The Storytelling Animal: How Stories Make Us Human MP3 CD – Unabridged, September 24, 2012
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About the Author
Kris Koscheski, narrator, director, and audio aficionado, has worked on over four hundred audiobooks over the last twelve years. He has produced and directed many titles that have earned AudioFile Earphones Awards, Audie Awards, and Grammy nominations.
- Item Weight : 2.54 ounces
- ISBN-10 : 1452659923
- ISBN-13 : 978-1452659923
- Product Dimensions : 5.3 x 0.6 x 7.4 inches
- Publisher : Tantor Audio; MP3 - Unabridged CD Edition (September 24, 2012)
- Language: : English
- Best Sellers Rank: #4,487,162 in Books (See Top 100 in Books)
- Customer Reviews:
Top reviews from the United States
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“In recent decades, roughly corresponding with the rise of TV, psychology has begun a serious study of story’s effects on the human mind… fiction does mold our minds. Story—whether delivered through films, books, or video games—teaches us facts about the world; influences our moral logic; and marks us with fears, hopes, and anxieties that alter our behavior, perhaps even our personalities. Research shows that story is constantly nibbling and kneading us, shaping our minds without our knowledge or consent” (p. 148); and “Humans are creatures of Neverland. Neverland is our evolutionary niche, our special habitat” (p. 177).
But, while recognizing some dangers, the book is too optimistic on the impacts of storytelling on humanity. Thus, the book does not confront the negative effects of amusement industry, advertisement fables and political marketing stories. Its most serious error assumes morality-enhancing effects of stories, as if there exists an universal and timeless human morality reinforced by them.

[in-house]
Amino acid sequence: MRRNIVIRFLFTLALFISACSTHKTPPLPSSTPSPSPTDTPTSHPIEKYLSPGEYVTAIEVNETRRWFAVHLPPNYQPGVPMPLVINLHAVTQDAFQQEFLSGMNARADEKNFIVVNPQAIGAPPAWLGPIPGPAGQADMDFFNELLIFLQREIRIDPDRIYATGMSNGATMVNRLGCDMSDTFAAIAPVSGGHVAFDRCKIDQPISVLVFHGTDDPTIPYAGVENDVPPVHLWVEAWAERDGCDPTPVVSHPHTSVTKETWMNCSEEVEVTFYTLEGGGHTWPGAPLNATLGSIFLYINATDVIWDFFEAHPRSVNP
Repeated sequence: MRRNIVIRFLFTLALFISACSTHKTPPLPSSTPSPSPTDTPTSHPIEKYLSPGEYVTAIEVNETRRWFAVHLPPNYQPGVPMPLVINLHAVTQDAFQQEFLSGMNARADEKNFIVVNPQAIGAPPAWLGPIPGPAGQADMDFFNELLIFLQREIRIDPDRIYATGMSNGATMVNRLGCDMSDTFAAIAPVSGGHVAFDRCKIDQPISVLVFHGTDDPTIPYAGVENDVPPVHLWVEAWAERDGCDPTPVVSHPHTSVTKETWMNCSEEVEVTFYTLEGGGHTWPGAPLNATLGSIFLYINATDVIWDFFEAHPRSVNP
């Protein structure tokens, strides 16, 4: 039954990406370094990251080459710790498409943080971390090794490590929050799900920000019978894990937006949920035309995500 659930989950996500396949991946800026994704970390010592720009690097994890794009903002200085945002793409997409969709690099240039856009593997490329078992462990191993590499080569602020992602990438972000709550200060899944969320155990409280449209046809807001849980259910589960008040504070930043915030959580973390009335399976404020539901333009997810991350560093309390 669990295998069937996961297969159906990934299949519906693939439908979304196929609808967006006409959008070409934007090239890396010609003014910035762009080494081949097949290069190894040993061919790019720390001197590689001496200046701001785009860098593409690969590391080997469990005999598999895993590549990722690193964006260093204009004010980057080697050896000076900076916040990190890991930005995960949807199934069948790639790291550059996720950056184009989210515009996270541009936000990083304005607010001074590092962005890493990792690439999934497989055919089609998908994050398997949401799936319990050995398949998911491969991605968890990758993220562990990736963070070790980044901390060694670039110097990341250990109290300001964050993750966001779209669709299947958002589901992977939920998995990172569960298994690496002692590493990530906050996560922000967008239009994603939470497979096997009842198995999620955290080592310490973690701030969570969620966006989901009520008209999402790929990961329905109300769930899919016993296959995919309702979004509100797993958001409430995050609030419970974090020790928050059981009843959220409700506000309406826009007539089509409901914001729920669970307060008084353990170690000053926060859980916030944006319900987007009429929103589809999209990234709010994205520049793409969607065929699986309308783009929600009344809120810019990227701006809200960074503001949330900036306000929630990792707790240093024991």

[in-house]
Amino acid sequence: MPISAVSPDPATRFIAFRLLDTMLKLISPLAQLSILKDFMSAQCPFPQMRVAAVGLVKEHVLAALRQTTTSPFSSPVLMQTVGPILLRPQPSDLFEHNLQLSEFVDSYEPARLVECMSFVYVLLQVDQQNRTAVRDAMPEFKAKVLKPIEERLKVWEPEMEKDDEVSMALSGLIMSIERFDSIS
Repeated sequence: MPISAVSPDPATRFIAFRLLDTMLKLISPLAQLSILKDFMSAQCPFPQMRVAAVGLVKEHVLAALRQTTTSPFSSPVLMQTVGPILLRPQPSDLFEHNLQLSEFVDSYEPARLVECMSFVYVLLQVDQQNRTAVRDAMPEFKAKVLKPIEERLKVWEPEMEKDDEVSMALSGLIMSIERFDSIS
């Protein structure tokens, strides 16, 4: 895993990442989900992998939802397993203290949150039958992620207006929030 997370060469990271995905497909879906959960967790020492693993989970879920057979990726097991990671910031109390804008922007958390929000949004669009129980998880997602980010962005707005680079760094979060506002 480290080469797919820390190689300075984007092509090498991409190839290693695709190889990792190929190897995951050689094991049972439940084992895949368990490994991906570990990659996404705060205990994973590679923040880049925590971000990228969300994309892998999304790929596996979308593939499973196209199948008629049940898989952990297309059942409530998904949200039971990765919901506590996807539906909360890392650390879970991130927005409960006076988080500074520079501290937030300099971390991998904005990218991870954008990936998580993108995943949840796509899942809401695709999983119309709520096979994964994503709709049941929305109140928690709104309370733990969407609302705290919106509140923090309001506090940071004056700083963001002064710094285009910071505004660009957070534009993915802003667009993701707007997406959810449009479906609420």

The author mentions violence caused by conflicting religious beliefs, but then forgets all about it when making statements claiming that “as with sacred myths, ordinary stories—from TV shows to fairy tales—steep us all in the same powerful norms and values” (p. 134). Thus the book ignores the pluralism of values which contradict each other. If the author had taken into account Nazi stories and movies he would not make a grievous error: ignoring a fundamental feature of humanity, namely self-righteous highly moral persons and collectives clinging fanatically to different stories producing a sense of moral duty to kill non-believers, inferior races, exploiters and so on – making history into what Hegel called a “slaughterhouse” and quite likely. when driven with fitting stories and equipped with increasingly effective tools of mass killing, endangering the future of the human species..
Related is the author’s statement “that fiction, by constantly marinating our brains in the theme of poetic justice, may be partly responsible for the overly optimistic sense that the world is, on the whole, a just place. And yet the fact that we take this lesson to heart may be an important part of what makes human societies work (p. 135).
True, the human species continues to exist, though its future is not assured. And most humans are at present materially better off than ever before. But the masses of India, Africa, large parts of South America and more hardly think that global society works well; and lack of coping with climate change throws even more doubts on the “working” of human society as a whole. Therefore, much of the story telling giving a good feeling to parts of humanity may be a toxic tranquillizer.